There is no better time than now: what are you waiting for?

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The Time is Now

Imagine this:
You spend $150 per week on care for yourself. This “care” is advertised as supposedly preparing you for a future career, exercising your mind and body.
What you end up getting is several hours a day with a group of others like yourself, all being cared for by someone who doesn’t understand the best ways to teach you and isn’t clear on exactly what you should be able to do.
Would you demand a refund by the end of the week?
My guess is yes. And yet, for roughly 40% of our children under the age of five in Alabama, this is their reality. Child care in the United States is too often seen as glorified babysitting. Programs advertise using a curriculum and offering activities, but, more often than not, children are simply allowed to do as they please (within reason…most of the time). Our “standards” are not where they should be; they don’t look out for our children’s best interests.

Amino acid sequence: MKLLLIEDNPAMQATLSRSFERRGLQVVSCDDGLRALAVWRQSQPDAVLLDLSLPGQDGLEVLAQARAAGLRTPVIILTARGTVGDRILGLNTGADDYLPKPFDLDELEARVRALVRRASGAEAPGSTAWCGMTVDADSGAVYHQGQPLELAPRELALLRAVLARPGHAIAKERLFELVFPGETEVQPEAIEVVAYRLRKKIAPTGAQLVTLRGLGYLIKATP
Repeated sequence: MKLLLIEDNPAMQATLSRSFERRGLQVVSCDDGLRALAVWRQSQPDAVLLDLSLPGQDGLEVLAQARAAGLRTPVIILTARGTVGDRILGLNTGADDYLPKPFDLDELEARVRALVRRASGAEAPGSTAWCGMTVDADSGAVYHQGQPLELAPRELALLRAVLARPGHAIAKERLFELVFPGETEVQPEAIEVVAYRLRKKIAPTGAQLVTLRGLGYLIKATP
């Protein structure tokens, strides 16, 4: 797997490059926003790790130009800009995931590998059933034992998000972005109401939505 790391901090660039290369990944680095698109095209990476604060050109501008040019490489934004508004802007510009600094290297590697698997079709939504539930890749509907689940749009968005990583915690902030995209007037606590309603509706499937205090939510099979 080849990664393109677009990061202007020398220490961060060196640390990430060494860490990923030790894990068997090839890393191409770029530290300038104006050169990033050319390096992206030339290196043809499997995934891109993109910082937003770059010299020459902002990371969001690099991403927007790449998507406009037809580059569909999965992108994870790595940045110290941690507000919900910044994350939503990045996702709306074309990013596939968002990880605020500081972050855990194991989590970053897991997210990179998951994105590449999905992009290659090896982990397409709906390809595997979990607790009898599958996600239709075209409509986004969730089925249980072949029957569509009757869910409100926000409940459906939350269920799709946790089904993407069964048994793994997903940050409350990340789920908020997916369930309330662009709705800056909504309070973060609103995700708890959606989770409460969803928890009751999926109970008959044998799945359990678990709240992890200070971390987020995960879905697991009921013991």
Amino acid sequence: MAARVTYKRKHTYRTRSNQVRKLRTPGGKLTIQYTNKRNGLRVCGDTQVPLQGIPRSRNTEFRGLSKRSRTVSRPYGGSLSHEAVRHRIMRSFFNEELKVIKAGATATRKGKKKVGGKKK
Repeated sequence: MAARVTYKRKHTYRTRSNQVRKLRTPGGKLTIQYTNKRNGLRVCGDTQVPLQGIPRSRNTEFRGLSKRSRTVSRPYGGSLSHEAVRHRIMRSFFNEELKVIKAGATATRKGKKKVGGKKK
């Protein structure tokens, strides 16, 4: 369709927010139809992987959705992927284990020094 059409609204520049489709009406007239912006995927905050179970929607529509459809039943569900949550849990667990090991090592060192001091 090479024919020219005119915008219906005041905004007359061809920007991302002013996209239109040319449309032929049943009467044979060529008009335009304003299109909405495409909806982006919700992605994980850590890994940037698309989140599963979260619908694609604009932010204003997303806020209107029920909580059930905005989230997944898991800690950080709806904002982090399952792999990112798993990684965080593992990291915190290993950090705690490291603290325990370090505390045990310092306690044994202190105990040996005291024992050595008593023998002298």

Why, you ask? Easy: our society doesn’t put enough emphasis on the importance of the earliest years. We worry about our children once they get to the public school system, but pass over them until then.
It’s hard to turn on any media source without hearing or seeing the latest “hot topic” these days, mainly gun control. Society is crying out for the right and responsibility to protect our children, but what about their right to a solid educational foundation? Where are those supporters?